Steven Taylor ’06 – I am currently a Family Medicine Physician at the HSHS Medical Group in O’Fallon IL. I completed medical school at the Marshall University JCE School of Medicine in May 2006, then Residency at the 375th Medical Group Scott AFB/Saint Louis University School of Medicine as a Chief Resident in 2013. Since then, I have served as a Major in the USAF and Medical Director of Langley Family Medicine. I have completed a deployment to Afghanistan in support of Operation Inherent Resolve/Freedom’s Sentinel. I have now separated from active duty and joined a practice in O’Fallon Illinois for full scope outpatient Family Medicine. My lovely and brilliant wife, Megan Collins, and I met in the physics department at Marshall. Both of us became close with Dr. Oberly with his constant support of the department and I worked with Dr. Wilson in collaboration with the American Foundation for the Blind. ~ Steven Taylor, MD
Steven Taylor’s career has been laced with over a dozen awards from his most recent the Air Force Meritorious Service & Air Force Commendation Medal (2017) to his earliest awards earned at Marshall, the Brigadier General Charles “Chuck” Yeager Scholarship at Marshall University and Sigma Pi Sigma Physics Honorary Member (2008).
Kelly Yannizzi, ’05– I graduated with a B.S. in Physics from Marshall in 2000. I subsequently attended medical school at Marshall from 2001 to 2005. I completed my first year of post graduate training at the National Naval Medical Center in Bethesda, MD in 2006. I then completed a nearly 4-year tour as a General Medical Officer with a US Marine Corps Unit based out of Beaufort, SC. During that time, I deployed to Iraq twice as a Senior Medical Officer in charge of 30+ Medical Officers and Corpsmen (medics). I also met and married my husband. I completed post graduate training in Family Medicine at Naval Hospital Camp Lejeune in Jacksonville, NC in 2012. Subsequently, I transferred to Millington, TN where I led a department of military and civilian medical staff in providing primary care to active duty and retired military service members as well as their families. I transitioned from an active duty Naval Officer to a reservist in 2015. I continue to practice Family Medicine in the Memphis, TN area.
I really enjoyed majoring in physics at Marshall. Having small classes directly led by approachable professors was a huge asset for me. The critical thinking skills that I developed during that time has served me well in virtually every role I’ve played since- physician, leader, investor, parent, homeowner, etc. I was a member of the Marshall University Tennis team and also enrolled in the Honors College as John Marshall Scholar throughout my undergraduate years. I was still able to achieve a great balance between my various academic and athletic responsibilities. And, yes, I still had plenty of time for fun! I would definitely recommend pursuing a physics degree to current and future Marshall students – the pursuit itself, as well as the result, would be quite rewarding.
Kelly Yannizzi MD (maiden name Kelly Peller)
Chad Mitchell, ’91 – I am a diagnostic medical physicist working for a consulting firm in Maryland, Virginia, DC, Pennsylvania and eastern West Virginia. My career has followed a circuitous path, but I have been able to see some pretty cool stuff along the way.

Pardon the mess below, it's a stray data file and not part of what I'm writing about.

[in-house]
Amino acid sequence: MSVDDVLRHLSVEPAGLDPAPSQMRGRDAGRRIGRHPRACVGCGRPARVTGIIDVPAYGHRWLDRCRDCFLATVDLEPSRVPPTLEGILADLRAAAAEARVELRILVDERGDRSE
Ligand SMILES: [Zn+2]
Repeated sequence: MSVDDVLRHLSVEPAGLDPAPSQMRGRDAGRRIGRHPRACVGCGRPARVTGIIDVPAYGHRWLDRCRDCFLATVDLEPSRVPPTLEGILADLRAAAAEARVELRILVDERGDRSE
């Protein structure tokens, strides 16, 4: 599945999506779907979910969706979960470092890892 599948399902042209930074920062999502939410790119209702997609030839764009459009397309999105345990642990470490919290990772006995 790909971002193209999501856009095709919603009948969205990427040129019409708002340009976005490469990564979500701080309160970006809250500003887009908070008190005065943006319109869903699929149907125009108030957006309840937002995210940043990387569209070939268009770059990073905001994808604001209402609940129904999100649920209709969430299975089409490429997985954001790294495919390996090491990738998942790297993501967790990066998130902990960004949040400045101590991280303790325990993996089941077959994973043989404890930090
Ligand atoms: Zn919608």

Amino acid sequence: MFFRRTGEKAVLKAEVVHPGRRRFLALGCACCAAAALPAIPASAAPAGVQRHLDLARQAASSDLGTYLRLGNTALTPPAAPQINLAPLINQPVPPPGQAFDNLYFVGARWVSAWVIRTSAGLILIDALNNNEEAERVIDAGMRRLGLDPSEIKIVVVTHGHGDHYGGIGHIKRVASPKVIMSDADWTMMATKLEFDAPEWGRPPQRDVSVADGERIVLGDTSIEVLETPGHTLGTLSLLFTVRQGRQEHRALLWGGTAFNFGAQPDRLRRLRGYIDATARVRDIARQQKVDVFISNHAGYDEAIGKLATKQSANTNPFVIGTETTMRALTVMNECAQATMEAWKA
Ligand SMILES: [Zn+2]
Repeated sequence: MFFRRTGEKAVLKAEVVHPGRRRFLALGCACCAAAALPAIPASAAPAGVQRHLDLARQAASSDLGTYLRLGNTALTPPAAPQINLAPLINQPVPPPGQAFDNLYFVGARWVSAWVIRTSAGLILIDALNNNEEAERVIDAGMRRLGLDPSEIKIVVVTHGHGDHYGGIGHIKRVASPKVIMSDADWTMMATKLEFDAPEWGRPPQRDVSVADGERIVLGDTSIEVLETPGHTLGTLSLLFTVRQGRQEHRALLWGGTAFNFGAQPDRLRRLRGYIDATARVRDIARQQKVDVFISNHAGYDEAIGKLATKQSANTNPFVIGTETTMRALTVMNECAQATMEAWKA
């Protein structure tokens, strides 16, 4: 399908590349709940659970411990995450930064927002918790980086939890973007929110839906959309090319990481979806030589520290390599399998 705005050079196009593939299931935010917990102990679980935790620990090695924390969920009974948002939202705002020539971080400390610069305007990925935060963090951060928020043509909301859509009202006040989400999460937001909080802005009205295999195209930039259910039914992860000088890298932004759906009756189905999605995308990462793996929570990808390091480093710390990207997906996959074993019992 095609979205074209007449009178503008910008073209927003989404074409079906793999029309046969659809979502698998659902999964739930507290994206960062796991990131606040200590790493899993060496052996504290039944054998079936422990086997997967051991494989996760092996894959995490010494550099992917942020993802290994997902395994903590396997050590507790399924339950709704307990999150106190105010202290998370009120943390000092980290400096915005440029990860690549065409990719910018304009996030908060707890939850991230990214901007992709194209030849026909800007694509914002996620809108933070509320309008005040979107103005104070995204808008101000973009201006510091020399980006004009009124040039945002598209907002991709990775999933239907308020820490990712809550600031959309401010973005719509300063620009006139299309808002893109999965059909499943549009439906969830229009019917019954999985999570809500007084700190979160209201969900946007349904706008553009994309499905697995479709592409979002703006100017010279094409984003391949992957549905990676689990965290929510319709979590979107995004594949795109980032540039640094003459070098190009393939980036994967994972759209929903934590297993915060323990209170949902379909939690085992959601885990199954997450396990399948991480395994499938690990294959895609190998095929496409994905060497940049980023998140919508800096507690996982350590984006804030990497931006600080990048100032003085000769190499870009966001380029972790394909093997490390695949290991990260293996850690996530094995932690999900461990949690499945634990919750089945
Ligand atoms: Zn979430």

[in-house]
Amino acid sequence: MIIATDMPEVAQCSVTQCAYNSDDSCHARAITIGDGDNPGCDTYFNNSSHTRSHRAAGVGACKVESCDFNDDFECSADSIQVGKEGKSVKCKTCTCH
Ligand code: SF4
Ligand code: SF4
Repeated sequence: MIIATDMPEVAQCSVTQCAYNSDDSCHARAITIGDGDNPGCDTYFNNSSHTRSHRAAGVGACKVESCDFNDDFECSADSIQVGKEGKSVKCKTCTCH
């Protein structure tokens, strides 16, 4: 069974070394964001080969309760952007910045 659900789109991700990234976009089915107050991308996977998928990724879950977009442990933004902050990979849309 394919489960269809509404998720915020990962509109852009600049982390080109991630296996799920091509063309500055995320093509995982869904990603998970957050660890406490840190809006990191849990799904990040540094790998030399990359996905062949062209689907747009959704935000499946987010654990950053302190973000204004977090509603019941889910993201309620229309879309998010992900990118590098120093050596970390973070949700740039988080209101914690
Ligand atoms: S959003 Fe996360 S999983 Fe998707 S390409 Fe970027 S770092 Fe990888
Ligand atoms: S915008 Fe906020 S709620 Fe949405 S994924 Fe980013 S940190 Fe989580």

I got my bachelors in physics and math from Marshall in 1991, and I immediately went to graduate school at Ohio State. As I progressed through my studies at OSU, I realized that I never really found a passion for my research (detector development in experimental nuclear physics), and I frequently found myself thinking back to a course in medical physics and radiation safety taught by the late Dr. Manakkil. So, I started volunteering at the James Cancer Hospital and Research Institute and immediately realized that medical physics brought together fascinating challenges with a sense of accomplishment and service to others.
After committing to a career in medical physics, I left graduate school as a Ph.D. candidate and tried my luck on the job market. Unfortunately, I was unable to get any interviews when I had so little job experience. It was at that point that I decided to call a Navy recruiter. After a year of paperwork and interviews, I began my naval career in 1996, initially working in clinical medical physics in military hospitals. Over the next 20 years, my career expanded to include deployments on aircraft carriers, emergency preparedness in shipyards, homeland security-related research and humanitarian assistance efforts in Japan following the tsunami of 2011. Also, along the way, I was awarded a Navy fellowship to return to OSU to finish my Ph.D., this time in biomedical engineering studying RF coil design in ultra-high field (8 Tesla) Magnetic Resonance Imaging.
While my naval career covered a wide variety of radiation-related work, my principal interest was always in diagnostic medical physics, and that has been my full-time career since retiring in 2016 at the rank of Commander. The demand for diagnostic medical physicists has exploded since I began my career in the 1990s because insurance reimbursements, in recent years, require quality control and dose optimization under the direction of a medical physicist.